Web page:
Demar v. Slusser

Filing 39

OPINION AND ORDER: The Court GRANTS Defendant's 26 MOTION for Summary Judgment. Signed by Judge John M. Conroy on 5/16/2017. (hbc)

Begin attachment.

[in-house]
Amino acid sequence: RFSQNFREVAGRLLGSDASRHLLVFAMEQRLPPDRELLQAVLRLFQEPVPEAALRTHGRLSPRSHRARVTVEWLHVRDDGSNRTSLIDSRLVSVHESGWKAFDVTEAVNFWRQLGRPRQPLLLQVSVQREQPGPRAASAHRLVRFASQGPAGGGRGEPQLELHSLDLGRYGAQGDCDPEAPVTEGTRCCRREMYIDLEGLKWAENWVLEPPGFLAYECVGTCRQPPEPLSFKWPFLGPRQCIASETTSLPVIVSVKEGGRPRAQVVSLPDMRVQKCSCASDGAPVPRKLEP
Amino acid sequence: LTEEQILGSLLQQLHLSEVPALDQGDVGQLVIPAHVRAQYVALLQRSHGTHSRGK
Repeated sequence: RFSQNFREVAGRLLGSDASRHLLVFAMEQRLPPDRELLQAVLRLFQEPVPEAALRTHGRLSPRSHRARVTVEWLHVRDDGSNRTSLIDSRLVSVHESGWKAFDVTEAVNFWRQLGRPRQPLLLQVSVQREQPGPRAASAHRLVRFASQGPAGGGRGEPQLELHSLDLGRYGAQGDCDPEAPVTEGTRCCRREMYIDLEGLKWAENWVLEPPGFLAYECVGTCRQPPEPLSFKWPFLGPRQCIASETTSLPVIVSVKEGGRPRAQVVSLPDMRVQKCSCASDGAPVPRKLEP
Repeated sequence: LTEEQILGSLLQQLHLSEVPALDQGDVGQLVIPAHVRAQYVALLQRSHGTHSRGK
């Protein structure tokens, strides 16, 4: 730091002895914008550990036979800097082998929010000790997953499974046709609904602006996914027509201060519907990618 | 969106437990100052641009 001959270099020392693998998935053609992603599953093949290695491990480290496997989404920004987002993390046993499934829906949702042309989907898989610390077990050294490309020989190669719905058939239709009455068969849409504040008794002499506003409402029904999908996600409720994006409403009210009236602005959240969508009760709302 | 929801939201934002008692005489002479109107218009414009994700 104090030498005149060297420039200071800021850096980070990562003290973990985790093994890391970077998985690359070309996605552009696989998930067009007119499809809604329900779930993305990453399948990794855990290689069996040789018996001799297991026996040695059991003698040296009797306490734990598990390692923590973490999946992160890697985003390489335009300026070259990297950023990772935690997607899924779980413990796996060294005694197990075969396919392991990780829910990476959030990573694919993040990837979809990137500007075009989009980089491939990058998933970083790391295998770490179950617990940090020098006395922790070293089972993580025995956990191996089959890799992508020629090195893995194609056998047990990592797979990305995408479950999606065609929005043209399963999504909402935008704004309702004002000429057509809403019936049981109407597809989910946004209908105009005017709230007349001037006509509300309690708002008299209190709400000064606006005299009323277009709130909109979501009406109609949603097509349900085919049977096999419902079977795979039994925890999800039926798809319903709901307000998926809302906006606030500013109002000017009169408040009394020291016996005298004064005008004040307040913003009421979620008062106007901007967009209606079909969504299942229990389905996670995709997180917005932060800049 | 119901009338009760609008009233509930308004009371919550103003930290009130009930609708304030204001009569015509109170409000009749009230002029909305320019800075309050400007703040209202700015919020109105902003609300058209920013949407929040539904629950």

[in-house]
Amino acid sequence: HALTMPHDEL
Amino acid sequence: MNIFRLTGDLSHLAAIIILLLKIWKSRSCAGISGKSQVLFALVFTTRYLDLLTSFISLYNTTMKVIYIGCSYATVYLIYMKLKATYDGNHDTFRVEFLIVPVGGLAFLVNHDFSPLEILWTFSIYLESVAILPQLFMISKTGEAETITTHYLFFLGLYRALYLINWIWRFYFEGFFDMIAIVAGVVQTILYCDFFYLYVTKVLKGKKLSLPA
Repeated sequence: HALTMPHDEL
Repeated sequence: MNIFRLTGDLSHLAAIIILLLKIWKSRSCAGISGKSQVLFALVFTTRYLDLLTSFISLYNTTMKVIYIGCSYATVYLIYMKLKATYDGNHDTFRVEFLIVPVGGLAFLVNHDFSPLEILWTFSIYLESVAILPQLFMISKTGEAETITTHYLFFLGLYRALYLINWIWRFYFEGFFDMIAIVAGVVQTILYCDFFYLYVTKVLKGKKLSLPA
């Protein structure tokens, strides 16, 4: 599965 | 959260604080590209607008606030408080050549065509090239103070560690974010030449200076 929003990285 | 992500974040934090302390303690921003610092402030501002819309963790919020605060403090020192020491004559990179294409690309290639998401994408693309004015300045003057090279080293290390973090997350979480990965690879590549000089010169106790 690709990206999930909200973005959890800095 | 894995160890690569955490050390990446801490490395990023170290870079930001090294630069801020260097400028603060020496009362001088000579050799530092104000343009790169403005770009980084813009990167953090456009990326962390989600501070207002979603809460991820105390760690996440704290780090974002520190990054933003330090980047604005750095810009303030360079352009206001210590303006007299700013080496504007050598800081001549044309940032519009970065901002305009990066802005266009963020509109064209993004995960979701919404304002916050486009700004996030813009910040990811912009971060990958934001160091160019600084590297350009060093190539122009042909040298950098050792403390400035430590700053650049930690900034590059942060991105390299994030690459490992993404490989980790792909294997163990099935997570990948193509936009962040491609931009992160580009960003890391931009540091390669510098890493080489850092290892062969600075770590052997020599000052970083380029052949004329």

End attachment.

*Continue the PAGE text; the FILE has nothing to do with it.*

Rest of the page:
Download PDF